April 21, 2009

More effective Lithium therapies studied

Welsh researchers say they've discovered a possible mechanism that Lithium uses to combat bipolar disorders, suggesting more effective treatments.

Lithium has been one of the most effective treatments for biopolar disorders for more than 50 years, yet scientists have never been entirely sure how it operates in the human brain.

But now Cardiff University scientists say laboratory tests on cells have shown Lithium affects a molecule called PIP3 that is important in controlling brain-cell signaling. Lithium suppresses the production of inositol, a simple sugar from which PIP3 is made.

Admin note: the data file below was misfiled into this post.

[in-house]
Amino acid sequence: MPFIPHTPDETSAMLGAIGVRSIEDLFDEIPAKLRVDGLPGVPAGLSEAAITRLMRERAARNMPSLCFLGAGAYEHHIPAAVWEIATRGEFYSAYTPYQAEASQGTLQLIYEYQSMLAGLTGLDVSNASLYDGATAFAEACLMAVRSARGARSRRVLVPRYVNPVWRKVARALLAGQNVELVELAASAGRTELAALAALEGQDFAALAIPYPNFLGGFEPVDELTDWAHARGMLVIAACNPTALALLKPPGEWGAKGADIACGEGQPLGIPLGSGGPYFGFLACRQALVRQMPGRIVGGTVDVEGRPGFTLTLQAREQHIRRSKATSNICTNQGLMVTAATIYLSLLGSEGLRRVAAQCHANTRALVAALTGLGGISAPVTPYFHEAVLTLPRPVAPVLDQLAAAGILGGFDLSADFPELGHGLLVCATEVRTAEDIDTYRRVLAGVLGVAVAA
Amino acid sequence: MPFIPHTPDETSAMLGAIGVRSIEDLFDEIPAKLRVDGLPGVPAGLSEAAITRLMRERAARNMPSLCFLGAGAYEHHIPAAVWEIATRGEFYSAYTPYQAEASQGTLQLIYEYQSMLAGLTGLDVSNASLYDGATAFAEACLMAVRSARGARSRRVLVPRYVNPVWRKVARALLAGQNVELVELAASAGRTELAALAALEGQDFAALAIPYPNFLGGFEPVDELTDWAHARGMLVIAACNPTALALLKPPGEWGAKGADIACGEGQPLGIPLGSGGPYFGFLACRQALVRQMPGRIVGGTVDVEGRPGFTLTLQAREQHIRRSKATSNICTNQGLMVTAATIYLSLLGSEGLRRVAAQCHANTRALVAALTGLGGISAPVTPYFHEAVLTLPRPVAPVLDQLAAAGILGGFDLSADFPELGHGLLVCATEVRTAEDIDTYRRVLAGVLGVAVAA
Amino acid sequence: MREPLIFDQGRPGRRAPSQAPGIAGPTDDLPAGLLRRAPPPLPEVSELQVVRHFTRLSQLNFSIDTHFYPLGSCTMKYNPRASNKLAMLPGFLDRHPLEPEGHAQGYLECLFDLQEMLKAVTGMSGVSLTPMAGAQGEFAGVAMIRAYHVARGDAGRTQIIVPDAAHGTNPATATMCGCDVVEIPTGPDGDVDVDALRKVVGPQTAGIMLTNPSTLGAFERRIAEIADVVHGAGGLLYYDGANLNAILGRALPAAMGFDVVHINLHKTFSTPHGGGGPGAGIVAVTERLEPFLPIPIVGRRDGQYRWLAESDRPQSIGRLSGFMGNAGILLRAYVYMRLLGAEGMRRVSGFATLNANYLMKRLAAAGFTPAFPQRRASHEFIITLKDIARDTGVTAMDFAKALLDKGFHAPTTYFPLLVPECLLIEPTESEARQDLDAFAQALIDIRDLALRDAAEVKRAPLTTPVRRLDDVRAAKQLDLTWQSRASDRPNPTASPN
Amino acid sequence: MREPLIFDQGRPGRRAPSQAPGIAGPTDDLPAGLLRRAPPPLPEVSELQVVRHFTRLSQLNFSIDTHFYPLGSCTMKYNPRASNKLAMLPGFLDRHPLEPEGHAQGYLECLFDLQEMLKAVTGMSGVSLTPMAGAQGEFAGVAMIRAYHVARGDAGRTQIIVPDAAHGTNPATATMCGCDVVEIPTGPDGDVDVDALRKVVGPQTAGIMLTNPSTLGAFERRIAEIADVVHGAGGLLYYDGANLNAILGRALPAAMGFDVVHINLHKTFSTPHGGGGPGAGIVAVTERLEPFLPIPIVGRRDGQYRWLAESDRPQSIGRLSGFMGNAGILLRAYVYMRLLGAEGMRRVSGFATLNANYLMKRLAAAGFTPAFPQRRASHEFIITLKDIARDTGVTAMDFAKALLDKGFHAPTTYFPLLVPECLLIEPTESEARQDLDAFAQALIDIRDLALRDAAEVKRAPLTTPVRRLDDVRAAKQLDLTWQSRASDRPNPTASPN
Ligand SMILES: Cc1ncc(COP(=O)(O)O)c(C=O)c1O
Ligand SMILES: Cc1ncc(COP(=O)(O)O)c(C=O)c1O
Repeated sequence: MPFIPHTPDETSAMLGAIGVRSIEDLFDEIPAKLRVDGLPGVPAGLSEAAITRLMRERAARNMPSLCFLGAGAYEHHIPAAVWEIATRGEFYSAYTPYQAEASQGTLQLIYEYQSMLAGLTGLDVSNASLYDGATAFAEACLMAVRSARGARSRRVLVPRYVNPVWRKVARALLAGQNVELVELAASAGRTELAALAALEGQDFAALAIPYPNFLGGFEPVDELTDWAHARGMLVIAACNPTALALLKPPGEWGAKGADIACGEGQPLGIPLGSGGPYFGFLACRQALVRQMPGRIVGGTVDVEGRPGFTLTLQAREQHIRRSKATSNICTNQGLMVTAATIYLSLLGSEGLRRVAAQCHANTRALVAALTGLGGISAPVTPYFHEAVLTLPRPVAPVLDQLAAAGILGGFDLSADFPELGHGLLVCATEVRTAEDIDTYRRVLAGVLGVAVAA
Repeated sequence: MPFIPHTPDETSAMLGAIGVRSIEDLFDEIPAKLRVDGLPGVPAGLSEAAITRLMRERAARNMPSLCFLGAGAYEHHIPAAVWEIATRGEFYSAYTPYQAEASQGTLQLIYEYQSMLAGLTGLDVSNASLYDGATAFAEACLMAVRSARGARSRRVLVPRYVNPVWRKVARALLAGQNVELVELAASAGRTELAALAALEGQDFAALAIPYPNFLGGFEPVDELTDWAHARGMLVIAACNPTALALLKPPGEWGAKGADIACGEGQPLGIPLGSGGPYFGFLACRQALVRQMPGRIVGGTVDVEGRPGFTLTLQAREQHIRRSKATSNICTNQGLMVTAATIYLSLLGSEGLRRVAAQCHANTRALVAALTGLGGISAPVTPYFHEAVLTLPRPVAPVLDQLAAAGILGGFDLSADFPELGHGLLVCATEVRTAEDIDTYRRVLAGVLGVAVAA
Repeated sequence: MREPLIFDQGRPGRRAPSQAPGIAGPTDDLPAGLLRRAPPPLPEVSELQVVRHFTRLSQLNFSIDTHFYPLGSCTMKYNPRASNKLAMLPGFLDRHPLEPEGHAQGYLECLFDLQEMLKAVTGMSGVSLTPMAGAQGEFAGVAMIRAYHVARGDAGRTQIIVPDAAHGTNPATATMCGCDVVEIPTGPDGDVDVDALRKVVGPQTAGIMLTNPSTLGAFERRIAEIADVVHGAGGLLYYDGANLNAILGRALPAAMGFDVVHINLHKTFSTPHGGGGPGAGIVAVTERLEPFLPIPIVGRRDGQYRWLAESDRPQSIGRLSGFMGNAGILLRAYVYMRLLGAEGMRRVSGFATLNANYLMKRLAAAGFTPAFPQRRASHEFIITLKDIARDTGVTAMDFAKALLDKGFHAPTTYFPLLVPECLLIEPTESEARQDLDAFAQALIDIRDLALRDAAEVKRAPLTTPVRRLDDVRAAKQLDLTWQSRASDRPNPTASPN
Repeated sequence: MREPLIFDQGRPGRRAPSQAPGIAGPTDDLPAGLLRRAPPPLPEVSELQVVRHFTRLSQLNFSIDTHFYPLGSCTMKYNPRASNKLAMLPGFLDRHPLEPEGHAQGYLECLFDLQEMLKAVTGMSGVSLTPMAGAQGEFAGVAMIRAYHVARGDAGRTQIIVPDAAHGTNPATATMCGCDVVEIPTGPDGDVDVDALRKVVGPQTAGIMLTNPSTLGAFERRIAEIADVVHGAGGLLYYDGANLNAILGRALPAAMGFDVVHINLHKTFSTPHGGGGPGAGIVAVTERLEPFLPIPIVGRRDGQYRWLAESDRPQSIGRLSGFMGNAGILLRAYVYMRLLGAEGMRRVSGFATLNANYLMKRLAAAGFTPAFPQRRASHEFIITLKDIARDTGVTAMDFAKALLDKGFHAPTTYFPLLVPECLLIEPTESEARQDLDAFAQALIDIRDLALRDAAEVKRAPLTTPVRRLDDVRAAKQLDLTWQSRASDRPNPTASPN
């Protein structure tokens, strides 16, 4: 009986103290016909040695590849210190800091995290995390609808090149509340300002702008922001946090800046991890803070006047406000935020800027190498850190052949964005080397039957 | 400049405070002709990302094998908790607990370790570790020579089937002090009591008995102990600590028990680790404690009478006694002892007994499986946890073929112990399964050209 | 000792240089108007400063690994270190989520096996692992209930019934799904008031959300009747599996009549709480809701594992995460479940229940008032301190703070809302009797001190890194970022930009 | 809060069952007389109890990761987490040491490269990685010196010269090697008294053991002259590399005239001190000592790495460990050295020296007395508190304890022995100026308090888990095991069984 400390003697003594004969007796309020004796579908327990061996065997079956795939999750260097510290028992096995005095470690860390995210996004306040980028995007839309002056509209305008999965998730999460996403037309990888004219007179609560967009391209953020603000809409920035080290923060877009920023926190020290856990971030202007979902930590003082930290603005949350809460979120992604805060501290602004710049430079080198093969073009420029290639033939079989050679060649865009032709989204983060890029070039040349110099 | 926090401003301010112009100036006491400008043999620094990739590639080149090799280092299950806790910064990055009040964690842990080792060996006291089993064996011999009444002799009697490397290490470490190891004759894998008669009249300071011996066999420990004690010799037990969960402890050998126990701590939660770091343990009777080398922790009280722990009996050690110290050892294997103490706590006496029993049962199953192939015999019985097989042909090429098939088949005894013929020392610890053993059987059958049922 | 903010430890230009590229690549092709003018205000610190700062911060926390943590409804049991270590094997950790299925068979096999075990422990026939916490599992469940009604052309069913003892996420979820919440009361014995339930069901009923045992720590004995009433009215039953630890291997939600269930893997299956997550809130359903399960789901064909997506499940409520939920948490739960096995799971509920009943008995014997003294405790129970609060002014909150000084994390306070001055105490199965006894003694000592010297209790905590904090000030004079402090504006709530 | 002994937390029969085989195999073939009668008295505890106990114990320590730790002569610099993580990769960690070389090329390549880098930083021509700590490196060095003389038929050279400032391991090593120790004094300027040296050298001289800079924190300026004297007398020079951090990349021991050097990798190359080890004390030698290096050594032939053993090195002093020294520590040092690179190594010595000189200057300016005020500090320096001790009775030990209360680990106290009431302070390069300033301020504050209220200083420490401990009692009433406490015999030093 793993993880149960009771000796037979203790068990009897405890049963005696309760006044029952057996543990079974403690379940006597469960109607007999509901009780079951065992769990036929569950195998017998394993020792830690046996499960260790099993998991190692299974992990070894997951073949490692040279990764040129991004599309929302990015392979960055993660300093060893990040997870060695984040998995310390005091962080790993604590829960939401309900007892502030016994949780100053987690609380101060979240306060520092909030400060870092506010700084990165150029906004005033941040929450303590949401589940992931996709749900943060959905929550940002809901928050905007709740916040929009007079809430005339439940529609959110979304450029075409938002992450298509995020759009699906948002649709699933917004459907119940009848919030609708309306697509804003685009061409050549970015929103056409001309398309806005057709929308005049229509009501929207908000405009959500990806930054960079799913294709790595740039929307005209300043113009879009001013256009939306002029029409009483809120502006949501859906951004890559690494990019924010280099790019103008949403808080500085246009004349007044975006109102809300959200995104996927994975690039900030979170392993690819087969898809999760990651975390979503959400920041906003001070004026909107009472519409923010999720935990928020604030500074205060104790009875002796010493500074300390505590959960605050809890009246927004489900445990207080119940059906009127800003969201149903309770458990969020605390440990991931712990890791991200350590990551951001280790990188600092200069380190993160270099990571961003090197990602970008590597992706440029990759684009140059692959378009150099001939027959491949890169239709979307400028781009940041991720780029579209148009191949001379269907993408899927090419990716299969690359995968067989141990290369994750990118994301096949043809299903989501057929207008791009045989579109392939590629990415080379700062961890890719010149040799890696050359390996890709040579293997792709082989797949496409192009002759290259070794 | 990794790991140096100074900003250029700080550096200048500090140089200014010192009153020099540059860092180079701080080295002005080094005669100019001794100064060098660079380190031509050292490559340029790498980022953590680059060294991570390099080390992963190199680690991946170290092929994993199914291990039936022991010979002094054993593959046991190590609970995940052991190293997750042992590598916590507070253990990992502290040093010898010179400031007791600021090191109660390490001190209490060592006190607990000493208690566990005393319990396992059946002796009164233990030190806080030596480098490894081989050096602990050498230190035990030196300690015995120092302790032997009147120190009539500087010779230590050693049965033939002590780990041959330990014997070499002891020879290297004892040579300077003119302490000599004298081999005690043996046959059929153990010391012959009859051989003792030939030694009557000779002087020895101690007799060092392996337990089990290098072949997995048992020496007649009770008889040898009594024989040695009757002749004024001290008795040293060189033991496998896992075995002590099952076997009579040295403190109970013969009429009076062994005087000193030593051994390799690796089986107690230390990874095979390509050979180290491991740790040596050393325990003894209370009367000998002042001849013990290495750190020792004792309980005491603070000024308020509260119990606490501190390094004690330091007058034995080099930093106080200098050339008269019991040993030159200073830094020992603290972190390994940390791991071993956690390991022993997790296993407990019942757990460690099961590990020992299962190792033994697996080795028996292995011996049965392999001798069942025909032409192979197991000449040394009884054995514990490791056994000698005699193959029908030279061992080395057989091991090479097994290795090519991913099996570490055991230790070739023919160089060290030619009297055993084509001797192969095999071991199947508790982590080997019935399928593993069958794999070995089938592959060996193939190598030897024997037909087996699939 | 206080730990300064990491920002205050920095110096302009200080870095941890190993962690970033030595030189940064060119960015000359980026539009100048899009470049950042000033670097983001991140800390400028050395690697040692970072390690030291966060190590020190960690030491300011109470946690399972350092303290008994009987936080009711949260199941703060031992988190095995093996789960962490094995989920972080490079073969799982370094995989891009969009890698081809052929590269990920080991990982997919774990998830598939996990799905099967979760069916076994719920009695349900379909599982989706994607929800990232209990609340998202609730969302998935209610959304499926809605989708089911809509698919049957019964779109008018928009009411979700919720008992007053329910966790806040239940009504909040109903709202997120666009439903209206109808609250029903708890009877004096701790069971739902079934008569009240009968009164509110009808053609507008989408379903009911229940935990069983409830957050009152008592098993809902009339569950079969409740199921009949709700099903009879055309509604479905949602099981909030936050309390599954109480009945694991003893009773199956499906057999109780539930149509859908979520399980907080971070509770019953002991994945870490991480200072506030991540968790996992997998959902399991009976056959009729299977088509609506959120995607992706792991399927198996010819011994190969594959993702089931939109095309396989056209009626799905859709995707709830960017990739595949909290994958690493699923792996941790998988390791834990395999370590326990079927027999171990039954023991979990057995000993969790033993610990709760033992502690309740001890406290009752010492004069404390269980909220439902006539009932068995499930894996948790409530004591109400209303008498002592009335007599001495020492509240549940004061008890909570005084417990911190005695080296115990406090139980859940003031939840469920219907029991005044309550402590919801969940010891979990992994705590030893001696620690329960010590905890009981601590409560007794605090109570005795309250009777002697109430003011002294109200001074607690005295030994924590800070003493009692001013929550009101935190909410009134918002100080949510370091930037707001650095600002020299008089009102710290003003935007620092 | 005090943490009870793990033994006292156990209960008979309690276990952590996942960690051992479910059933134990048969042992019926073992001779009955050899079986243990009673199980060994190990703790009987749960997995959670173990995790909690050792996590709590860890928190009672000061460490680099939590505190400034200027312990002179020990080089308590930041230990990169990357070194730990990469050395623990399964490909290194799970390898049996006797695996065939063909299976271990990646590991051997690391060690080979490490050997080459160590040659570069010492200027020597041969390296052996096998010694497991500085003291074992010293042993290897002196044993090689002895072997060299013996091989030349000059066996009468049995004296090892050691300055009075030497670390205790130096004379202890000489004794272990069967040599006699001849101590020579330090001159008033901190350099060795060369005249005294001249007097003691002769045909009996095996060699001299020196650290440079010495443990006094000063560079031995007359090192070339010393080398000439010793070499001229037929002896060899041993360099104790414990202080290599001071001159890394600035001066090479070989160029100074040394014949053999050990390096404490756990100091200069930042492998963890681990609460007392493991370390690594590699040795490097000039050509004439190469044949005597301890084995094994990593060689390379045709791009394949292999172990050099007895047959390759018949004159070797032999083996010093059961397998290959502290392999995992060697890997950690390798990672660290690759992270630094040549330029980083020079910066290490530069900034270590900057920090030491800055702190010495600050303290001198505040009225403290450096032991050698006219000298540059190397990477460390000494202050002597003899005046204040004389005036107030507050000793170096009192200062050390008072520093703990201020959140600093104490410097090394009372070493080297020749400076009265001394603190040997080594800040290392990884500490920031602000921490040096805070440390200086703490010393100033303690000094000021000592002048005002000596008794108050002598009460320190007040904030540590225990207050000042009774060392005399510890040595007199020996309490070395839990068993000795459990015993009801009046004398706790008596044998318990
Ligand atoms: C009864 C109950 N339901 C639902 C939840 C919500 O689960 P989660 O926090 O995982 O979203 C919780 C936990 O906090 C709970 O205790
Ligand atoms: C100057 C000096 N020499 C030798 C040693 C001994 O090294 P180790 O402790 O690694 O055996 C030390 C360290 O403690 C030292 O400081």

Lithium inhibits inositol monophosphatase, also known as IMPase -- an enzyme required for making inositol. The researchers said their findings show that increasing the amount of IMPase causes higher levels of PIP3, which can then be reduced by lithium treatment.

We still cannot say definitively how Lithium can help stabilize bipolar disorder, said Professor Adrian Harwood, who led the study. "However, our research does suggest a possible pathway for its operation. By better understanding Lithium, we can learn about the genetics of bipolar disorder and develop more potent and selective drugs.

The research is published in the journal Disease Models and Mechanisms.